SEARCH
SUGGESTIONSClose
{{term.text}}
PRODUCTSView Results
{{prd._source.name}} {{prd._source.displayName}} {{prd._source.displayName}}
by {{prd._source.brand}}
{{prd._source.sKU}}
{{prd._source.definitionName | productType}}
Not Yet Rated
Search Options
Would you like to search using your current filters below?
  • {{value}}
Yes   No

Binding Small Embroidery Projects

(Click to View All Images)


Materials
  • Fabric strips:
  • 2 ½” width by the length needed to go around your project for projects with a ½” seam allowance.
  • 2 ¼” width by the length needed to go around your project for projects with a ¼” seam allowance.
  • Magic Sizing® or Spray Starch
  • Sewing machine thread to match the binding strip
  • Bobbin thread to match the back of the project
  • Craft Clips or Quilt Pins
  • Thingamajig®
  • ¼” presser foot
  • Standard presser foot
  • Small scissors


  • Final Product: What You Will Create

    Preface:
    We usually end quilted projects with the phrase “bind as desired.” Since we are demonstrating embroidery projects I realized that you may be embroiderers and not quilters and that you don’t have a preferred method for attaching binding to these embroidery projects. Most of the tutorials shown on the internet have complicated methods for joining the binding at the beginning of the end of the project. On small embroidered projects there simply is not enough room to use those techniques. Therefore, I thought I would demonstrate for you here how I apply the binding to these small projects with a simplified method to complete the beginning and ending of the binding.


    Step 1:
    It is handy to have these things available when you are binding a project though it is not essential to have them all.
    A standard presser foot;
    A ¼” presser foot;
    A Thingamajig (the purple thing in the photo);
    Wonder or Craft clips or quilting pins;
    And of course small scissors to clip threads.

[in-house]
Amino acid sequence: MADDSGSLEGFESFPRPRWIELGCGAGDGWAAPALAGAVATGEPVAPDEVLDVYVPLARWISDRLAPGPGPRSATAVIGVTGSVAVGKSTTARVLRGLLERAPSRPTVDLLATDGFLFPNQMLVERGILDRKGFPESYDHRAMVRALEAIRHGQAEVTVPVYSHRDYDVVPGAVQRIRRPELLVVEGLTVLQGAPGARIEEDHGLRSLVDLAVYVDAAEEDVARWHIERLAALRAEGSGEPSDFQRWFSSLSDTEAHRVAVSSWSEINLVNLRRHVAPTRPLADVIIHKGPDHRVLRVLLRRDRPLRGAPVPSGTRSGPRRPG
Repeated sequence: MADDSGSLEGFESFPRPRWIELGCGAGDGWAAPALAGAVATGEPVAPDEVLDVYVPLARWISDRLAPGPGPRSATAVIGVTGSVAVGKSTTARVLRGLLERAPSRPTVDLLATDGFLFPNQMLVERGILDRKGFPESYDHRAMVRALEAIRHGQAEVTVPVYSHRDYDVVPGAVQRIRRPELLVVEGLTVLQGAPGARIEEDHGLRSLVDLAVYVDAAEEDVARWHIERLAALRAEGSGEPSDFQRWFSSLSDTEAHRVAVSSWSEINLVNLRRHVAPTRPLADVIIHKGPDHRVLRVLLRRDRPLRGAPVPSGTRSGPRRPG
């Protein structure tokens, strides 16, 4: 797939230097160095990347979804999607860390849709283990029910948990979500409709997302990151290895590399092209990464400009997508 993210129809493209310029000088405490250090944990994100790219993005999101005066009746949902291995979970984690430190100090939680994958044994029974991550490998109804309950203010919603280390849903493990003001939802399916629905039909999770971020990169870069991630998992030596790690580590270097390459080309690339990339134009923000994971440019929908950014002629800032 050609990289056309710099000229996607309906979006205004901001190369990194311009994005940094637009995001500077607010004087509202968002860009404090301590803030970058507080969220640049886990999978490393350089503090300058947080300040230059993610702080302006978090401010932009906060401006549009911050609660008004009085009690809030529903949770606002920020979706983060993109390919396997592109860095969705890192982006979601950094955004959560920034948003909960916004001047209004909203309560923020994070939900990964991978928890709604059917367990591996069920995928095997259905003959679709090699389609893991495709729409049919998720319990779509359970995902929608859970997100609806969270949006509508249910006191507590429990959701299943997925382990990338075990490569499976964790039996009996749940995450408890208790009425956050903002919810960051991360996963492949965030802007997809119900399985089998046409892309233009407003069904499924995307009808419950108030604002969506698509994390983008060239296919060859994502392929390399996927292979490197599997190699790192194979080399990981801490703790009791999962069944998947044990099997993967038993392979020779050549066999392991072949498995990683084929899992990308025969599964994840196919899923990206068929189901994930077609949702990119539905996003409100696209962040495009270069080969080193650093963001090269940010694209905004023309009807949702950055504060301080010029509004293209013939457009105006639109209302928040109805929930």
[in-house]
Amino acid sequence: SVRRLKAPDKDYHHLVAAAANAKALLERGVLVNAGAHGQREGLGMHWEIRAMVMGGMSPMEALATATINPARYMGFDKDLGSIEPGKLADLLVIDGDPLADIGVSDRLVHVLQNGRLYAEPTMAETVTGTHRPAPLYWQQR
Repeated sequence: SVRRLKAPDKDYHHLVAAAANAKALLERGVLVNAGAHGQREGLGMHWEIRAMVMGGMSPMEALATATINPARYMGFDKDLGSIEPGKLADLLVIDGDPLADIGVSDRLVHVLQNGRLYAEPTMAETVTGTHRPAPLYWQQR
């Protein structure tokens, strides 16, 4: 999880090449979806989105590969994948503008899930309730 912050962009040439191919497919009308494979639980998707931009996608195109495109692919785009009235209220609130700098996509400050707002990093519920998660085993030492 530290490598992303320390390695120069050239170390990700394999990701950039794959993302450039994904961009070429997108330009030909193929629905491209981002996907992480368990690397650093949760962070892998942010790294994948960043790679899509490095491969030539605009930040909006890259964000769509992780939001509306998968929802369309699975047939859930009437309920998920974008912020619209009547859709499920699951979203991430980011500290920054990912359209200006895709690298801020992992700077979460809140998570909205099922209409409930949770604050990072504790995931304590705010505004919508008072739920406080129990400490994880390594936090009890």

(Click Image to Enlarge)



    Step 2:
    For the mug mats shown in this demonstration a ½” seam allowance was left around the project to get it up to a mug mat size. When a ½” seam allowance is used I cut a strip of fabric 2 ½” wide across the width of the fabric. This strip is cut straight across the fabric and not on the bias as we are not going around any curves. If you were instructed to leave a ¼” seam allowance around a mini quilt or other project cut the strip of fabric 2 ¼” wide. Place the strip of fabric on a cutting board. Lay the 45 degree line on a quilting ruler along the long edge of the strip. The binding fabric is wrong side up. Trim the top of the strip at a 45 degree angle with the high point of the angle on the right.

    (Click Image to Enlarge)



    Step 3:
    Spray the whole strip with Magic Sizing®, fold the fabric down ¼” on the angled edge and press.

    (Click Image to Enlarge)



    Step 4:
    Fold the strip in half, wrong sides together, and press the length of the strip.

    (Click Image to Enlarge)



    Step 5:
    Clip off the little dog ear that is on the pointed end of the binding so that you are working with a straight edge.

    (Click Image to Enlarge)



    Step 6:
    If you have a feature on your sewing machine that will make the needle always stop with the needle in the down position, set that feature to on. Use a thread that matches your binding in the top of the machine and a bobbin that matches the back of the quilt or the quilting. Clip the raw edges of the binding to the mug mat on the bottom of mug mat and about 2 ½” from the side edge of the mug mat. Start sewing about 2” down from the top point of the binding; approximately just under where the blue clip is shown holding the binding. Stitch with 1/4” seam allowance. ¼” presser foot as a guide.

    (Click Image to Enlarge)



    Step 7:
    Stop sewing when you are ¼” above the bottom edge of the mug mat with the needle in the down position.


    Step 8:
    Pivot the mug mat and stitch off the corner at a 45 degree angle.

    (Click Image to Enlarge)



    Step 9:
    Your first row of stitches will look like this. Your top thread will match your binding, a contrasting thread has been used in the photos to make it easier for you to see it.

    (Click Image to Enlarge)

     


    Step 10:
    Fold the binding straight back to the right side, which will form a 45 degree angle on the inside; finger press that angled fold.

    (Click Image to Enlarge)



    Step 11:
    (Click Image to Enlarge)
    Fold the binding down the edge side of the mug mat having the top of the fold even with the bottom edge of the mat and over the 1st angled fold. Align the binding with the side edge of the mat.


    Step 12:
    Stitch from the very top of the mat to ¼” from the bottom edge, stop with the needle down, pivot the mat and stitch off the corner again at a 45 degree angle as shown.